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Helene Elliott: Mookie Betts and Dodgers look perfectly comfortable with season on line

Helene Elliott, Los Angeles Times on

Published in Baseball

LOS ANGELES — Dodgers right fielder Mookie Betts sensed no anxiety among his teammates as they prepared for what might have been the last game of their season, no jitters or strange vibes or special energy as they faced elimination at the hands of the San Francisco Giants on Tuesday in Game 4 of the National League Division Series.

"I think everybody was kind of chill, relaxed, and wanted to play," Betts said. "It's not like we're all of a sudden going to start hitting it harder or throwing it further or throwing it faster, or whatever. So it's the same game we have been playing. It's just a win-or-go-home situation."

Just win or go home. Nothing major.

At least nothing the Dodgers hadn't been through during postseason play this year and last, after winning four straight elimination games dating to last year's National League Championship Series against Atlanta. And with ace Walker Buehler starting Tuesday, though on short rest, Betts liked the Dodgers' chances of extending their streak of dramatic escapes and extending their series to a Game 5 finale Thursday in San Francisco.

"I just know when our backs are against the wall, we got a guy named Walker Buehler that ends up getting us out of it," Betts said. "So he did it again today."

Buehler justified the Dodgers' faith in him by giving up only three hits and one run over 4 1/3 innings, and Betts provided valuable offensive support that kept the Dodgers going until they finally broke the game open. Their 7-2 victory wasn't a rout until late, but it couldn't have been a romp at all without key contributions from Betts, who has been the personification of chill in the most crucial of postseason situations.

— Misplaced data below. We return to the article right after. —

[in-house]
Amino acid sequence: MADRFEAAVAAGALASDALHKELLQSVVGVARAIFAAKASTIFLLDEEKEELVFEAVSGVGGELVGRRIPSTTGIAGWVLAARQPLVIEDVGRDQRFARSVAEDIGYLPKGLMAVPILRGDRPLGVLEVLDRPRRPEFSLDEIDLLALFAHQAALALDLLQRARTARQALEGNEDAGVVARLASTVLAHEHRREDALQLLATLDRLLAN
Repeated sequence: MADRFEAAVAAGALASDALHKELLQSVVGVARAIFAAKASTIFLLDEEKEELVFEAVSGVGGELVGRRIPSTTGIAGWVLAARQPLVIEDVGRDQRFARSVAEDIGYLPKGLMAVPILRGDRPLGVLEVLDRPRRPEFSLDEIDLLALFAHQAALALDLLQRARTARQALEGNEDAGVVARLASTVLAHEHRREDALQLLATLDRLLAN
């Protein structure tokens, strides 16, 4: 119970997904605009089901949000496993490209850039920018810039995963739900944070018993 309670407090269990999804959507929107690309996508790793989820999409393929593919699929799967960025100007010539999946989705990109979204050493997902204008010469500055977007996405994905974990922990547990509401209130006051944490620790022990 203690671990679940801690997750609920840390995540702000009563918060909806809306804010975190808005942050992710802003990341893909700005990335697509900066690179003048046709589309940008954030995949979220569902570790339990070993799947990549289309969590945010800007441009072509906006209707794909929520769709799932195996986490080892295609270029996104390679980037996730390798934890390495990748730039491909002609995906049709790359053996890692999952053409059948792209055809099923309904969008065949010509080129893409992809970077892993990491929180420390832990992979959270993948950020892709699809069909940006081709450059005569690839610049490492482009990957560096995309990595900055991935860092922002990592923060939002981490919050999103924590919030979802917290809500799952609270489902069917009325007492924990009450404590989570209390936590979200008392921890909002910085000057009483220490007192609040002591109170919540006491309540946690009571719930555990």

After the Dodgers clawed out single runs in the first and second innings to chase Giants starter Anthony DeSclafani and left the bases loaded in the third without scoring, it felt as if they should have been leading by four or five runs, not merely two.

"We felt it, too," manager Dave Roberts said of the personnel in the dugout, "but the bottom line is the scoreboard is the only thing that does matter. These guys, the Giants, they do a great job of limiting damage, keeping their club in it, and then they kind of prey on momentum."

The right-handed-hitting Betts put needed distance between the teams in the fourth inning, breaking the offensive logjam by hitting a two-run home run to the opposite field in the fourth inning off reliever Jarlin Garcia. His home run, off a 93-mph four-seam fastball on an 0-and-1 count, doubled the Dodgers' lead to 4-0 and allowed the announced sellout crowd of 52,935 at Dodger Stadium to release the emotions it had been holding in.

Betts enjoyed the moment for the team, not for himself. "Obviously super-excited to just put some runs on the board," he said. "But I think it was just the 26 guys. Those are the most important guys that the feeling was for, and I think it gave us a lot of energy and we were able to continue to keep pressure on them and obviously win in the end."

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